The nature of the dose-response relationship in the low dose zone and how this concept may be used by regulatory agencies for science-based policy guidance and risk assessment practices are addressed here by using the effects of surface ozone (O3) on plants as a key example for dynamic ecosystems sustainability. This paper evaluates the current use of the linear non-threshold (LNT) dose-response model for O3. The LNT model has been typically applied in limited field studies which measured damage from high exposures, and used to estimate responses to lower concentrations. This risk assessment strategy ignores the possibility of biological acclimation to low doses of stressor agents. The upregulation of adaptive responses by low O3 concentrations typically yields pleiotropic responses, with some induced endpoints displaying hormetic-like biphasic dose-response relationships. Such observations recognize the need for risk assessment flexibility depending upon the endpoints measured, background responses, as well as possible dose-time compensatory responses. Regulatory modeling strategies would be significantly improved by the adoption of the hormetic dose response as a formal/routine risk assessment option based on its substantial support within the literature, capacity to describe the entire dose-response continuum, documented explanatory dose-dependent mechanisms, and flexibility to default to a threshold feature when background responses preclude application of biphasic dose responses.
Ammonium sulfate [(NH4)2SO4] deposition and elevated ozone (O3) concentrations may negatively affect plants and trophic interactions. This study aimed to evaluate for the first time the interactive effects of high (NH4)2SO4 load and elevated O3 levels on cauliflower (Brassica oleracea L.) under field conditions. Cauliflower seedlings were treated with 0 (AS0) or 50 (AS50) kg ha−1 (NH4)2SO4 and exposed to ambient (AOZ, ≈20 ppb) or elevated (EOZ, ≈55 ppb) O3 for about one month, in a Free Air O3 Concentration Enrichment (FACE) system. The oligophagous diamondback moth (Plutella xylostella Linnaeus, 1758) showed a clear preference towards the seedlings treated with AS50, which intensively grazed. Plant-herbivore interactions were driven by (NH4)2SO4 availability, rather than O3, via increased nitrogen content in the leaves. Further laboratory bioassays were followed to confirm the validity of these observations using polyphagous Eri silkmoth larvae (Samia ricini) as a biological model in a standardized experimental setup. Choice assays, where larvae could select leaves among leaf samples from the different experimental conditions, and no-choice assays, where larvae could graze leaves from just one experimental condition, were conducted. In the choice assay, the larvae preferred AS50-treated leaves, in agreement with the field observations with diamondback moth. In the no-choice assay, larval body mass growth was inhibited when fed with leaves treated with EOZ and/or AS50. Larvae fed with AS50-treated leaves displayed increased mortality. These observations coincide with higher NO3 and Zn content in AS50-treated leaves. This study shows that plant-herbivore interactions can be driven by (NH4)2SO4 availability, independently of O3, and suggests that high N deposition may have severe health implications in animals consuming such plant tissues.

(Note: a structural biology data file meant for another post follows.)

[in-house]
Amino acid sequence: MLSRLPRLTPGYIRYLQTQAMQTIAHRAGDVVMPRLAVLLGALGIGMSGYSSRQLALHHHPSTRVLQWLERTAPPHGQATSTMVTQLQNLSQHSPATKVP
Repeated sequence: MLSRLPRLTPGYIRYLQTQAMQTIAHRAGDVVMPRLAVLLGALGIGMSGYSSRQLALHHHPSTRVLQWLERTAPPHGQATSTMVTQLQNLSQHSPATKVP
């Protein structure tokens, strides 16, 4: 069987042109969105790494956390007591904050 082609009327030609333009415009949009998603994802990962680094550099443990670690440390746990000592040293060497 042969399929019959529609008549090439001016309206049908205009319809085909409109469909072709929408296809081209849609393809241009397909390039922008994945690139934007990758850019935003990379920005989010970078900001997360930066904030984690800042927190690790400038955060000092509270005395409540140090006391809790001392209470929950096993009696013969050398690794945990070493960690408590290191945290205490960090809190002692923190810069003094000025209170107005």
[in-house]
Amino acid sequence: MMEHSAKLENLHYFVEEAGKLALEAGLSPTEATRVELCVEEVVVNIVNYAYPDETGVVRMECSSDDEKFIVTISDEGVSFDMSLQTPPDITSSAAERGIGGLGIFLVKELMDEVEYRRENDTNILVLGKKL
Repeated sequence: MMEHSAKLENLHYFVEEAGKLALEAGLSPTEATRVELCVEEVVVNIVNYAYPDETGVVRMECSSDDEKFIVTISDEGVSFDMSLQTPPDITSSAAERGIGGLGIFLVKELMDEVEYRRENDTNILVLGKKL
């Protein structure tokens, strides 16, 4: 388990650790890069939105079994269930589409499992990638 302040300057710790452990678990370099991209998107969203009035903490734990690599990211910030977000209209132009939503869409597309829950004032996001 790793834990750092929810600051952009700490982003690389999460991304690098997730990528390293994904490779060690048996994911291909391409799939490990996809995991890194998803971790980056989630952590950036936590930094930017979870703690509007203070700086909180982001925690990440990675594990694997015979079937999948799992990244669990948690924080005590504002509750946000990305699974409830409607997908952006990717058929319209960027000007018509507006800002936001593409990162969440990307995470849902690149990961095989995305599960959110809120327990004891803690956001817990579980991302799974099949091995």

Key message: Plant-herbivore interactions are driven by high (NH4)2SO4 availability, independently of O3.
The United States Environmental Protection Agency (US EPA) has recently proposed changes to strengthen the transparency of its pivotal regulatory science policy and procedures. In this context, the US EPA aims to enhance the transparency of dose-response data and models, proposing to consider for the first time non-linear biphasic dose-response models. While the proposed changes have the potential to lead to markedly improved ecological risk assessment compared to past and current approaches, we believe there remain open issues for improving the quality of ecological risk assessment, such as the consideration of adaptive, dynamic and interactive effects. Improved risk assessment including adaptive and dynamic non-linear models (beyond classic threshold models) can enhance the quality of regulatory decisions and the protection of ecological health. We suggest that other countries consider adopting a similar scientific-regulatory posture with respect to dose-response modeling via the inclusion of non-linear biphasic models, that incorporate the dynamic potential of biological systems to adapt (i.e., enhancing positive biological endpoints) or maladapt to low levels of stressor agents.
Evaluations of ozone effects on vegetation across the globe over the last seven decades have mostly incorporated exposure levels that were multi-fold the preindustrial concentrations. As such, global risk assessments and derivation of critical levels for protecting plants and food supplies were based on extrapolation from high to low exposure levels. These were developed in an era when it was thought that stress biology is framed around a linear dose-response. However, it has recently emerged that stress biology commonly displays non-linear, hormetic processes. The current biological understanding highlights that the strategy of extrapolating from high to low exposure levels may lead to biased estimates. Here, we analyzed a diverse sample of published empirical data of approximately 500 stimulatory, hormetic-like dose-responses induced by ozone in plants. The median value of the maximum stimulatory responses induced by elevated ozone was 124%, and commonly <150%, of the background response (control), independently of species and response variable. The maximum stimulatory response to ozone was similar among types of response variables and major plant species. It was also similar among clades, between herbaceous and woody plants, between deciduous and evergreen trees, and between annual and perennial herbaceous plants. There were modest differences in the stimulatory response between genera and between families which may reflect different experimental designs and conditions among studies. The responses varied significantly upon type of exposure system, with open-top chambers (OTCs) underestimating the maximum stimulatory response compared to free-air ozone-concentration enrichment (FACE) systems. These findings suggest that plants show a generalized hormetic stimulation by ozone which is constrained within certain limits of biological plasticity, being highly generalizable, evolutionarily based, and maintained over ecological scales. They further highlight that non-linear responses should be taken into account when assessing the ozone effects on plants.